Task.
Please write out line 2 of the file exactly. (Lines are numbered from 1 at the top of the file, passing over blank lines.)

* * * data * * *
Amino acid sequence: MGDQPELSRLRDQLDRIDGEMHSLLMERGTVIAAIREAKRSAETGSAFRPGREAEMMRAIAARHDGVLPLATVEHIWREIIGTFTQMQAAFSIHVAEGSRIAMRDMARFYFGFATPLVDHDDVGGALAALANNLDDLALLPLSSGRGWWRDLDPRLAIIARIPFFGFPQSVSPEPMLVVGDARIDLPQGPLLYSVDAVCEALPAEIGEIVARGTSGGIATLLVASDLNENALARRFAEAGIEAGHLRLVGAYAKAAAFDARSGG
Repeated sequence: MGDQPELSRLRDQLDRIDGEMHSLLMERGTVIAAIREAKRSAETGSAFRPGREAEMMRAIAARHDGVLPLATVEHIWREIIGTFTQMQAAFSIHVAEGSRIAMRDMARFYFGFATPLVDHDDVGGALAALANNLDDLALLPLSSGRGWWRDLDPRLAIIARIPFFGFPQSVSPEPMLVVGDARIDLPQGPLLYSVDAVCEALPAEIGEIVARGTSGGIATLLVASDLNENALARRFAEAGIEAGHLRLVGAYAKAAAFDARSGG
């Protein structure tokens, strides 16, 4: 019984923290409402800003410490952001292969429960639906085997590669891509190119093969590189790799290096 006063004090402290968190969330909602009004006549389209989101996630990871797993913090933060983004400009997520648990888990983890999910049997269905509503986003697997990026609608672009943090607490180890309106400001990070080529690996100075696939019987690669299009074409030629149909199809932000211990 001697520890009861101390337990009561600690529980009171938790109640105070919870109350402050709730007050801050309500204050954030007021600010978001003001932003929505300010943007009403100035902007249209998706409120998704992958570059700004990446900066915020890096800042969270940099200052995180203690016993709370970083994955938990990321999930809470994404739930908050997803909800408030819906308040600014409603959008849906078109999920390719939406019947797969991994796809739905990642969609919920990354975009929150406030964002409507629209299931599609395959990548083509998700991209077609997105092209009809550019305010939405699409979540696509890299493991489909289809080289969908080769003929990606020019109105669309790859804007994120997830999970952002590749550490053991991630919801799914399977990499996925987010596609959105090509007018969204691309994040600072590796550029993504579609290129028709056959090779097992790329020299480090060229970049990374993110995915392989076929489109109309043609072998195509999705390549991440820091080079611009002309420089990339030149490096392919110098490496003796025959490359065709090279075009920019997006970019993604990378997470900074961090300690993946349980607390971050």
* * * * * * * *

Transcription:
Repeated sequence: MGDQPELSRLRDQLDRIDGEMHSLLMERGTVIAAIREAKRSAETGSAFRPGREAEMMRAIAARHDGVLPLATVEHIWREIIGTFTQMQAAFSIHVAEGSRIAMRDMARFYFGFATPLVDHDDVGGALAALANNLDDLALLPLSSGRGWWRDLDPRLAIIARIPFFGFPQSVSPEPMLVVGDARIDLPQGPLLYSVDAVCEALPAEIGEIVARGTSGGIATLLVASDLNENALARRFAEAGIEAGHLRLVGAYAKAAAFDARSGG